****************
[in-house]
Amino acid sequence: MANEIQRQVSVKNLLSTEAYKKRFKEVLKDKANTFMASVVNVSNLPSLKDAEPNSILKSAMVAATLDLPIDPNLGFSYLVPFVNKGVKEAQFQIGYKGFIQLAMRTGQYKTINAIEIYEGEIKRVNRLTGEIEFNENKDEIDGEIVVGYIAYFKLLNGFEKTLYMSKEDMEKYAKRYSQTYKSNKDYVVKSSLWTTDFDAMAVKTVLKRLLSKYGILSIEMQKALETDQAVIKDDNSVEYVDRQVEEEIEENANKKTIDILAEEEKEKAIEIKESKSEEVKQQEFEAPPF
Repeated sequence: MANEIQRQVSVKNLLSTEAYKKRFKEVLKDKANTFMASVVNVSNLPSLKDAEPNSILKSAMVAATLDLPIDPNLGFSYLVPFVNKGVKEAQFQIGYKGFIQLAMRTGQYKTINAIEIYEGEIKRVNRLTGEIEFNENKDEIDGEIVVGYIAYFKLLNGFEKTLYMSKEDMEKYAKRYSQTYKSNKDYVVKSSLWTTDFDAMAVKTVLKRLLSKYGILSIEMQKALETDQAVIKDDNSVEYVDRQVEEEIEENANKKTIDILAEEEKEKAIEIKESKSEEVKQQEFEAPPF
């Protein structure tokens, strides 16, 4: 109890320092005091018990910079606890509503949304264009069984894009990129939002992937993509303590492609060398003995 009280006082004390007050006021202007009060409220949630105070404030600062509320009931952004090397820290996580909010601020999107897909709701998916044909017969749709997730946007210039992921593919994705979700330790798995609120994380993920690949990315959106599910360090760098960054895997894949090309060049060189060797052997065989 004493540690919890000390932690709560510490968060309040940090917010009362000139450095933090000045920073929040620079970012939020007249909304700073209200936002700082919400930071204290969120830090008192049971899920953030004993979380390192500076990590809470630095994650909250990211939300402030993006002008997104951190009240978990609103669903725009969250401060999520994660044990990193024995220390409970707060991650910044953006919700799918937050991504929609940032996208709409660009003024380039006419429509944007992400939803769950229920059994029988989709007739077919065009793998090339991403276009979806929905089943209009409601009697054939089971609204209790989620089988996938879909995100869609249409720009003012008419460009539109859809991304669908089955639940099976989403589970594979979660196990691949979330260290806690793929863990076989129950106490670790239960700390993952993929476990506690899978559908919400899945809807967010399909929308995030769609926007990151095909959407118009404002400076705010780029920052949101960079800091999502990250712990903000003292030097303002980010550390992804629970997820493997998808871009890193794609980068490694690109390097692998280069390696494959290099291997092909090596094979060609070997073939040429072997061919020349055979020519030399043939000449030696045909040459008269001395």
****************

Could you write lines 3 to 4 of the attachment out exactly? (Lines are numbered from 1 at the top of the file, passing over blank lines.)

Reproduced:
Repeated sequence: MANEIQRQVSVKNLLSTEAYKKRFKEVLKDKANTFMASVVNVSNLPSLKDAEPNSILKSAMVAATLDLPIDPNLGFSYLVPFVNKGVKEAQFQIGYKGFIQLAMRTGQYKTINAIEIYEGEIKRVNRLTGEIEFNENKDEIDGEIVVGYIAYFKLLNGFEKTLYMSKEDMEKYAKRYSQTYKSNKDYVVKSSLWTTDFDAMAVKTVLKRLLSKYGILSIEMQKALETDQAVIKDDNSVEYVDRQVEEEIEENANKKTIDILAEEEKEKAIEIKESKSEEVKQQEFEAPPF
């Protein structure tokens, strides 16, 4: 109890320092005091018990910079606890509503949304264009069984894009990129939002992937993509303590492609060398003995 009280006082004390007050006021202007009060409220949630105070404030600062509320009931952004090397820290996580909010601020999107897909709701998916044909017969749709997730946007210039992921593919994705979700330790798995609120994380993920690949990315959106599910360090760098960054895997894949090309060049060189060797052997065989 004493540690919890000390932690709560510490968060309040940090917010009362000139450095933090000045920073929040620079970012939020007249909304700073209200936002700082919400930071204290969120830090008192049971899920953030004993979380390192500076990590809470630095994650909250990211939300402030993006002008997104951190009240978990609103669903725009969250401060999520994660044990990193024995220390409970707060991650910044953006919700799918937050991504929609940032996208709409660009003024380039006419429509944007992400939803769950229920059994029988989709007739077919065009793998090339991403276009979806929905089943209009409601009697054939089971609204209790989620089988996938879909995100869609249409720009003012008419460009539109859809991304669908089955639940099976989403589970594979979660196990691949979330260290806690793929863990076989129950106490670790239960700390993952993929476990506690899978559908919400899945809807967010399909929308995030769609926007990151095909959407118009404002400076705010780029920052949101960079800091999502990250712990903000003292030097303002980010550390992804629970997820493997998808871009890193794609980068490694690109390097692998280069390696494959290099291997092909090596094979060609070997073939040429072997061919020349055979020519030399043939000449030696045909040459008269001395």